Ministers announced plans to line the pockets of big business and squeeze ordinary people today with the coalition's new Energy Bill.
Green campaigners called it a "reckless dash for gas" that even Energy Secretary Ed Davey admitted would add £100 a year to families' bills.
The government plans to introduce the Bill to Parliament next week.
In it are plans to create a "capacity market" that ministers say will protect Britain from future fuel shortages through auctions with privateers, money to support nuclear and "low-carbon" power and proposals for a state-owned company to handle the contracts that govern those subsidies.
But green campaigners were scathing about ministers' decision not to include a legally binding commitment to shift to renewable energy in the Bill.
Greenpeace said the government had kicked "clean energy into the long grass" by putting off that decision until 2016.
Its executive director John Sauven said: "By failing to agree to any carbon target for the power sector until after the next election David Cameron has allowed a militant tendency within his own ranks to derail the Energy Bill.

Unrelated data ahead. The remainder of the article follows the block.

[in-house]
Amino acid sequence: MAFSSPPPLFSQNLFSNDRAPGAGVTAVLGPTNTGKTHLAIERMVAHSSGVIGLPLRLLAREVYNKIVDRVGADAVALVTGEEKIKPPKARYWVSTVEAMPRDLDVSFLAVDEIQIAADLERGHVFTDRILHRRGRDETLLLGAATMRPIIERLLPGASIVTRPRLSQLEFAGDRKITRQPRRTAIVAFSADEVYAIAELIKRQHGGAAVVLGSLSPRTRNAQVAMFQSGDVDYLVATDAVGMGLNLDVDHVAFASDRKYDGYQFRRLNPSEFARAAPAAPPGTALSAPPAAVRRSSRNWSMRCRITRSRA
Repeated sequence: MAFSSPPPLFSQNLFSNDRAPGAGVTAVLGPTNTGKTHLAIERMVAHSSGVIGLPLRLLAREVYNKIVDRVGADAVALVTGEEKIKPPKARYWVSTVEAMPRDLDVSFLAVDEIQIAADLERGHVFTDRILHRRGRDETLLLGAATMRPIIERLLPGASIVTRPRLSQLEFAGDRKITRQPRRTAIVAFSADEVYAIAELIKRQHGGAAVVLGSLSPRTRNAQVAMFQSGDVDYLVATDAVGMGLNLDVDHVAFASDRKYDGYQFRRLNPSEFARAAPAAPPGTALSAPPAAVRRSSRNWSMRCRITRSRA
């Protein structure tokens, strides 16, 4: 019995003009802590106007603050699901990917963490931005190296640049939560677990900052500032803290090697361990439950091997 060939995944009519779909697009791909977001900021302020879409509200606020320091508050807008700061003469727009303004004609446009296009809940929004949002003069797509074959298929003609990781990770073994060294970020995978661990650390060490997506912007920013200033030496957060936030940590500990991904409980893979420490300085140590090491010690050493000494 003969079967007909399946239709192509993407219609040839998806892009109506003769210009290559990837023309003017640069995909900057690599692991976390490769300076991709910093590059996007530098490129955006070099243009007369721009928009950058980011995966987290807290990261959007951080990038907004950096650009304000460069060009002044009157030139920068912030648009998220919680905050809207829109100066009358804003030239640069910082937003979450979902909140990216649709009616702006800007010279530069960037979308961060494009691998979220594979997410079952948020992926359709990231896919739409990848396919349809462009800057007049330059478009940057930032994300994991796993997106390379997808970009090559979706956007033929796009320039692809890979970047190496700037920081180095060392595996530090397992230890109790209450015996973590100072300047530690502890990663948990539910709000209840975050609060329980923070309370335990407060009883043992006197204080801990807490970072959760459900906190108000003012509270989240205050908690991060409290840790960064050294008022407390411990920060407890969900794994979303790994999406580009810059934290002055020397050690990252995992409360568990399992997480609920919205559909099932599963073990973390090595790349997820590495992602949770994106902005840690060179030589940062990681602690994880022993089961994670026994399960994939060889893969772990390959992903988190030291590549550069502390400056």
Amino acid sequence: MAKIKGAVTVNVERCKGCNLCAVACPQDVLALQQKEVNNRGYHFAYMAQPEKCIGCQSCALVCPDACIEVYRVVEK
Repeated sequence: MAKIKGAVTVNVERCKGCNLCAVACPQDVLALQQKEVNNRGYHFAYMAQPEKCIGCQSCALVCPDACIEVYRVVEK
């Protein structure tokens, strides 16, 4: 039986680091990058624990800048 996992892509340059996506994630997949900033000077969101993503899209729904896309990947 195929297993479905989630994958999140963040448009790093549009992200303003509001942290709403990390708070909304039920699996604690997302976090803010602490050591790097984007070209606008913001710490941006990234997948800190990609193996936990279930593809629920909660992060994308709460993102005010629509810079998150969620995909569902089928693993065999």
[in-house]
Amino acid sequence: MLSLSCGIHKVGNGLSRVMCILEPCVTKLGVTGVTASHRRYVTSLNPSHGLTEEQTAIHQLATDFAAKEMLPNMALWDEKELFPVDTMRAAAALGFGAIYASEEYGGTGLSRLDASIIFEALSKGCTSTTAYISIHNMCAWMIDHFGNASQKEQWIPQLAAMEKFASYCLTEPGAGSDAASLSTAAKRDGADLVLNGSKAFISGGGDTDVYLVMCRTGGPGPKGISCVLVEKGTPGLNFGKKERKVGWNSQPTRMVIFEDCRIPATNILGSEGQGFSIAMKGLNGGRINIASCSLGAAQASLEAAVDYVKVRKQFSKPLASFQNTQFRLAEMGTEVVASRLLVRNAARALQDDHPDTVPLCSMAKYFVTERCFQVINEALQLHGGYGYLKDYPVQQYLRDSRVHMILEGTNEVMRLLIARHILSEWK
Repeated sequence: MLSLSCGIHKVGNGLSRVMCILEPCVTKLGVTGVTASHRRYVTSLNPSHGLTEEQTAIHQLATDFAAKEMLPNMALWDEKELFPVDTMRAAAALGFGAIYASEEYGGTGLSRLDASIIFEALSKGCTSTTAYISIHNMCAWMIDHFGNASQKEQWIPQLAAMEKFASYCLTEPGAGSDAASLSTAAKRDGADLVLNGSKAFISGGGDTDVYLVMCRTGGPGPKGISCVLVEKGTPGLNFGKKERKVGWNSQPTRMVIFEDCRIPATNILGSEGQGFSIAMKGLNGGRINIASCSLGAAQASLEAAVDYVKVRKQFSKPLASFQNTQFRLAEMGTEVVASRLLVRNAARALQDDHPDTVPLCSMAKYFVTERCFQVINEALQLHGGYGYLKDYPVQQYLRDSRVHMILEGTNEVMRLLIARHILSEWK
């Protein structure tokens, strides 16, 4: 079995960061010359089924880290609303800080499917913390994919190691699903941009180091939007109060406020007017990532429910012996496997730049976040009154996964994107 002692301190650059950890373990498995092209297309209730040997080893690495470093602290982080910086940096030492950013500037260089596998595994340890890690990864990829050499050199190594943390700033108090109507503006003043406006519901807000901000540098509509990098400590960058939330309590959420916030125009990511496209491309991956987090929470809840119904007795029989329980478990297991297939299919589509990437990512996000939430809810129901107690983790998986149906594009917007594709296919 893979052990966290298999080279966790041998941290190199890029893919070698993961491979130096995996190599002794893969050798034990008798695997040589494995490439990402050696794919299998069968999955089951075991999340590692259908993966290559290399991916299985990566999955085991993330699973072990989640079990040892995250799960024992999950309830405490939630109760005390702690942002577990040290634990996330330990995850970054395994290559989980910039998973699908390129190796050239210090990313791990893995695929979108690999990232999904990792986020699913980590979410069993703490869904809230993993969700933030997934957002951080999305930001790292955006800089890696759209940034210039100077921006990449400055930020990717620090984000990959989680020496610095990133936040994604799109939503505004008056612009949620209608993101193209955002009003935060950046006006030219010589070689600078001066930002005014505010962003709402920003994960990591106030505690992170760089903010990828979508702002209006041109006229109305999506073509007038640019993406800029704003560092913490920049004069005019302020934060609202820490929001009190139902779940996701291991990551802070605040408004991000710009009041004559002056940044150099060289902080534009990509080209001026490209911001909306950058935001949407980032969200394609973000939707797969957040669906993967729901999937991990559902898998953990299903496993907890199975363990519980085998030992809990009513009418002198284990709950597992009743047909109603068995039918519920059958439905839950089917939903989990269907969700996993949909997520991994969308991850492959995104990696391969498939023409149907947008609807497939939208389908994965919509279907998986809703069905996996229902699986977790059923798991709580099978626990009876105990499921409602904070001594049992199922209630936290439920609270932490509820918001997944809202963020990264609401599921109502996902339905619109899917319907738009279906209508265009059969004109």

"It's a blatant assault on the greening of the UK economy that leaves consumers vulnerable to rising gas prices, and sends billions of pounds of clean-tech investment to our economic rivals.
"The stakes couldn't be higher for our climate, our bills, and new green jobs, yet politicians could not be making a greater hash of it."
And Communist Party of Britain general secretary Rob Griffiths said the Bill would drive "millions more people into fuel poverty in order to subsidise the super profits of the energy monopolies.
"Far from being a green deal this will be yet another bad deal for household energy users.
"Redundancies in the steel industry, announced today, also bring home the impact of rising energy prices on productive industry."
Green MP Caroline Lucas echoed that point, saying that the Bill would force Britain to rely on expensive, imported gas.
Friends of the Earth executive director Andy Atkins said Mr Davey's announcement "banged the final nail in the coffin of Mr Cameron's pledge to lead the greenest government ever."
Unison national officer for energy Matthew Lay said: "The Bill is simply a sticking plaster on an open wound.
"It is a bitter disappointment because customers cannot keep waiting for solutions to address the huge problems facing the energy industry.
"Only radical reform of the way energy is produced and delivered to households will deliver some relief.
"Too many people in Britain are worried about keeping warm this winter, let alone in 20 years' time."
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